Best of Penobscot Bay
Sample Maine's grandest body of water with its beautiful ports and channels offering weeks of exploring: sculpted rock forms, meadowy islands, old lighthouses and intimate pocket beaches. Penobscot Bay is genteel and special with its graceful schooners, old island communities and open spaces. Old island communities still survive offshore in this marine world. Perhaps we’ll cross from Muscle Ridge, circumnavigate Vinalhaven, paddle to Isle au Haut or head East toward Swan's Island. Many different routes are possible here so let us know your goals and interests.
Prospect Harbor to Machias
One of our more demanding journeys along Maine's coast, this one-way expedition traverses some of the wilder coastline of Maine, crosses several major headlands and passes large brawny outer island environs. This is one of Tom’s favorite trips on the eastern seaboard. We'll cross Maine's famous Atlantic Salmon rivers, old fish weirs, large nesting colonies, and dozens of varieties of pelagic birds. The coastal ecosystems approach sub arctic with blueberry barrens interspersed with larch, tamarack swamps and rare peat bogs sprinkled with rare Arctic flowers.
Surrealistic sand beaches sometimes contrast with the fractured needle shaped volcanic rocks and sea caves of Machias Bay. Nature Conservancy preserves...outer island lighthouses...grassy barrens with wild sheep and berries galore. The area can be foggy, but is beyond the normal tourist traffic. It's basic down here - stronger tides, rougher weather...and a kayaker's heaven. Some of our campsites will be very minimal - tiny barren rocky islands, sleeping on the rocks...but offering access to some of the most magnificent paddling on the eastern seaboard. Other campsites will be basic primitive camping on larger islands once we carry ashore across the 15-20 foot tidal range. Due to the large sea bird populations, we will focus on the many U.S. Fish and Wildlife Service and Nature Conservancy island properties set aside to protect local and unique
colonial birds and flora. Total trip distance will be over 50 miles. Please note that one way trips are both psychologically and physically demanding; we don’t usually take a rest day on this trip.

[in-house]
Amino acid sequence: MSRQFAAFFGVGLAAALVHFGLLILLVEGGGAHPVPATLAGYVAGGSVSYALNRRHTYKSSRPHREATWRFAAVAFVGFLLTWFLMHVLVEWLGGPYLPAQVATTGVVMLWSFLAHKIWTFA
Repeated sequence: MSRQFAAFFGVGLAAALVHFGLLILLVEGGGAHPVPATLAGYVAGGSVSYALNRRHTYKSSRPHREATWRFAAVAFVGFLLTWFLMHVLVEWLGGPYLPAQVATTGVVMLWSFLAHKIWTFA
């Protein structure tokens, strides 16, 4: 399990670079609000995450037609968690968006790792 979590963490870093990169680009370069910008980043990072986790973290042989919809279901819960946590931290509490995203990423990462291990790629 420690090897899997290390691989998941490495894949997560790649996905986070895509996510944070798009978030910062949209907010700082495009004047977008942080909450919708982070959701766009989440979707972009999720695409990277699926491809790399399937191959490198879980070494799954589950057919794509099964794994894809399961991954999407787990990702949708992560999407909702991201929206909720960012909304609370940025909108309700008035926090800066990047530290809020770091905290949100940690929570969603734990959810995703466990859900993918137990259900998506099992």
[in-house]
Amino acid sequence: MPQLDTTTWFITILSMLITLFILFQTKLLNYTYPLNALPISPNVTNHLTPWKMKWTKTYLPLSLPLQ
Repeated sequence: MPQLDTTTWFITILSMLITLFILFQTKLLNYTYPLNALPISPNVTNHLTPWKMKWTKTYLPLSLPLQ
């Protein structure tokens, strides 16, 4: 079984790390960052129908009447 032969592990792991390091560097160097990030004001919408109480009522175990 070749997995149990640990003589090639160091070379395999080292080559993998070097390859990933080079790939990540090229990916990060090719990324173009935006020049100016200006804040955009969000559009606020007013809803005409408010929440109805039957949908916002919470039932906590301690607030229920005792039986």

Jonesport or Machias via Lubec to Gran Manan
This area on the Maine – New Brunswick border is a true BCU 4 Star level trip: from 4 to 10 days in some of the Gulf of Maine’s strongest tidal conditions. Paddlers need to be solid intermediates and comfortable with basic camping, though some nights we’ll bunk up in a camp or boarding house. Crossings out to Grand Manan are well over 10 miles, fog can be thick as butter, and the wildlife is mostly pelagic species of birds and mammals.
Beginning in the wonders of Jonesport with its tight archipelago of islands, we’ll wander down along the edge of the Nature Conservancy’s Great Wass Island, to stick our bows out into the swells and currents of the Gulf of Maine. We’ll wander by Mistake Island, rock garden along volcanic shores, pull into pristine, secluded beaches, and marvel at our good fortune to be paddling in this magical area. Let's cross to the Rogue Island archipelago, settled 400 years ago by the same family that still owns it, and then paddle out into a set of moor covered treeless islands, before paddling near the shipwrecks of Libby Island Light to Cross Island with its Native American petroglyphs and wilds. Now we’re ready to run the 20-mile Bold Coast from Cutler to Lubec: often foggy, always gorgeous, with the 3 knots of flooding tide squeezed between Maine and Grand Manan. Along the Maine Public Reserve Lands, past Bailey’s Mistake, beneath West Quoddy Head light and then up the last miles to tiny Lubec, the entrance to Campobello, and a night at a boarding house with its own Irish Pub looking out over Cobscook Bay.
If we’re moving on today toward Grand Manan, we’ll check through Canadian Customs, then stay in Canadian waters on our long day ebbing SE along the high cliffs of Grand Manan, hoping to turn the southern corner to its developed Eastern slope – and the tide turns and pushes us up to our camp site amidst these strong tidal streams. There’s something about our Canadian neighbors that keeps us coming back. We’ll explore around before returning the next day or two back toward the mainland.
The islands of Cobscook and Passamaquoddy bays are underplayed with Canadian Shield, some of the most ancient rock on my planet. Everywhere we can see the effects of the near mile thick glaciers of 15,000 years ago. These islands remain carefree and mostly undeveloped, except for the fishermen and their equipment. This area is known for its thick pods of finbacks, humpbacks and other pelagic; keep your eyes and ears open.
We’ll eventually wander up the bay, try to time our arrival at the Reversing Falls so we can get through its class 4 rapids, and settle in for our last night together.
"Yesterday I was clever, so I wanted to change the world. Today I am wise, so I am changing myself." Rumi